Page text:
Differences Between Banks and Credit Unions - And Why You Might Consider Joining a Credit Union

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While many people are inspired to move their money out of corporate banks, not everyone is really sure what to do with it. You can’t hide it under a mattress, of course. Credit unions can be confusing and many banks aren’t exactly forthcoming about their practices. Here’s what you need to know:

Credit Unions

Credit unions are cooperative financial institutions that offer many (if not all) of the same services you would get at a regular bank. The difference is that when you open an account you become a MEMBER and an OWNER. That means it’s up to all of those banking there to keep the organization accountable. Of course, you can just open an account and forget about it, but if you choose to get involved you can join a committee or run for the democratically elected Board of Directors. Whereas banks have SHAREHOLDERS (outside investors to whom they are accountable), credit unions have MEMBERS. Your money is backed by the same Federal guarantee as a bank, but instead of FDIC it’s through NCUA.[1] You’re covered and it’s all good. They also tend to have an advantage in terms of interest rates in savings accounts or loans, because their interest is to benefit YOU and the other members, not the shareholders. Many also offer a wide range of great, free financial classes and management tools in terms of your personal banking and using that specific credit union.

Credit unions also focus on specific communities. They have strict limitations on who they can serve. This is where it can get difficult for some people to find a credit union to join. You must be within the field of membership in order to qualify for membership. It is specific to each institution. One way to think of it is this: you’re joining a community when you open an account. It is very difficult for credit unions to expand their fields of membership–the banks are interested in keeping them small so they don’t threaten their profits, so a lot of lobbying goes on–hence why there isn’t a national credit union we can all run and join right now. Look into field of membership requirements to see if you can join.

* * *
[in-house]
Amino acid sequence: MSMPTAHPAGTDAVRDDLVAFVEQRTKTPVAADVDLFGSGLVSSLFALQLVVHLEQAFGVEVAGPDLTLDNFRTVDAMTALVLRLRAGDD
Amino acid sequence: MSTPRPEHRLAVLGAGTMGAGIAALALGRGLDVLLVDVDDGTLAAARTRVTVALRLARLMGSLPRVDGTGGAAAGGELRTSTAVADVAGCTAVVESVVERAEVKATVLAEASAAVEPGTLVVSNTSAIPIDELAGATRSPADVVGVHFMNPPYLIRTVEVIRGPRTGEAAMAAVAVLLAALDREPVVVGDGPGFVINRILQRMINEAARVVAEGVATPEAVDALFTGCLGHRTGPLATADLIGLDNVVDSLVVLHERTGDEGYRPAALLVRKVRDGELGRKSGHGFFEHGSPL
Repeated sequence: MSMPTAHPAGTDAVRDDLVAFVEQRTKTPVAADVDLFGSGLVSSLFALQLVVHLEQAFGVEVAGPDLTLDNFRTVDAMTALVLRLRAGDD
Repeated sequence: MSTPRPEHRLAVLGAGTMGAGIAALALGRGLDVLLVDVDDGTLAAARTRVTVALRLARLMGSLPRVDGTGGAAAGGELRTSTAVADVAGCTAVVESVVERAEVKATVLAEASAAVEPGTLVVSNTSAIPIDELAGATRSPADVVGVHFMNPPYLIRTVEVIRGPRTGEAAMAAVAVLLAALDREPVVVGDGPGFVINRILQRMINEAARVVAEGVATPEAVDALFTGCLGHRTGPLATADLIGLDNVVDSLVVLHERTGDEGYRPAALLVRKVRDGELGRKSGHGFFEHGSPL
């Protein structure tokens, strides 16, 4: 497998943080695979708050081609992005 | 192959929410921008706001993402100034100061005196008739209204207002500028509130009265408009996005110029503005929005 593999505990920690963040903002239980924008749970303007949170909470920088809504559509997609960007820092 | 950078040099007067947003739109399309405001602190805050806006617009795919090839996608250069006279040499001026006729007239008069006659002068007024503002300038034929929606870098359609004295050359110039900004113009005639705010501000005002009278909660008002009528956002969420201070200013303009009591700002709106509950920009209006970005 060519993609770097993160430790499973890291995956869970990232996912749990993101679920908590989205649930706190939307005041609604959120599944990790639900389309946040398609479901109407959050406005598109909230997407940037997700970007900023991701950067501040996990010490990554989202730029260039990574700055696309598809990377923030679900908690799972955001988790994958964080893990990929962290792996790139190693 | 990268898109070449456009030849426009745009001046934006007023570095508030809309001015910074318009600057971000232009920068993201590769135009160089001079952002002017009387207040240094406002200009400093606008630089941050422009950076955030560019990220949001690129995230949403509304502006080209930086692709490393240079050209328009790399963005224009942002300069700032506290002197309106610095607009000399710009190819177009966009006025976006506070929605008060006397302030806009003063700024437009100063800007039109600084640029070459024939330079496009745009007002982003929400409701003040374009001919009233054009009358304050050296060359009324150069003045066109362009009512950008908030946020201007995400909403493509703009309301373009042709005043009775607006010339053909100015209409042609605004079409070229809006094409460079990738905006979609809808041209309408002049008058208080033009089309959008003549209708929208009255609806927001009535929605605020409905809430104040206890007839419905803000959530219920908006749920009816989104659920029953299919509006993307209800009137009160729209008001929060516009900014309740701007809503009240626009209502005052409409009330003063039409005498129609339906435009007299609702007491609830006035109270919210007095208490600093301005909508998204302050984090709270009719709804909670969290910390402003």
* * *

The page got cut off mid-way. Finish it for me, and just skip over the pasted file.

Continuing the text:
Credit unions are not all perfect just because they’re cooperative. Some may not be able to meet all of your needs. Check out the services they make available. Don’t get angry with them if they can’t meet your every expectation. They do not have the resources of the corporate banks. Expect it to be a different experience, be open-minded, and consider opening a savings account at a credit union if they can’t meet your needs for a checking account. It’s also worth noting most credit unions are actually part of a national credit union network. (They have a website and app too, so it’s easy to find out which ones.) This network allows you to deposit or withdraw money at any of the participating Credit Union’s branches/ATMs basically like it was your own. It will go straight into or out of your account no problem.

Last, Community Development Credit Unions (CDCUs) are focused on investing in communities which have been marginalized. You may already know that banks used to circle whole areas of city maps, in a process called red-lining, and then refuse to make loans to those areas. You won’t be surprised to learn the people in those areas were often people of color, immigrants, or low-income. Many of those neighborhoods are without banking services—people have to go MILES outside of their community in order to access a bank account. To address this, and to begin to develop economic security in those areas, CDCUS were formed and continue to fill the gap. If you qualify to put your money in a CDCU you will be able to do the most good with it. No question. That’s the best choice. You can find a list of them for every state here.


Not every bank is evil just because it has shareholders. Some do great things within this framework. They also are often able to offer additional services than credit unions, so they may be better suited to your needs. They fall into a few categories.

Some, like the labor bank Amalgamated, were formed to meet the needs of a specific community (in this case that of union members.) They offer free ATMs in every Duane Reade AND they are actively challenging corporate behavior as shareholders. There is a whole wing of Amalgamated devoted to shareholder advocacy, which means they push corporations on workers rights, among other issues.

Similarly, there are online banks like New Resource Bank, which is focused on environmental issues. There are more–you just have to dig a bit.

There are also community development banks–which like CDCUs focus on low-moderate income community economic development. The most famous one was Shorebank, which had successfully generated capital for a number of projects, but it closed last year. You might look into these options.

Other banks are small–like community banks in rural areas–but they can easily be bought by corporate banks. If you don’t want to have to move your money twice it is best to avoid them.


This article in its original format was created by SolidarityNYC. 'Go there to find more resources.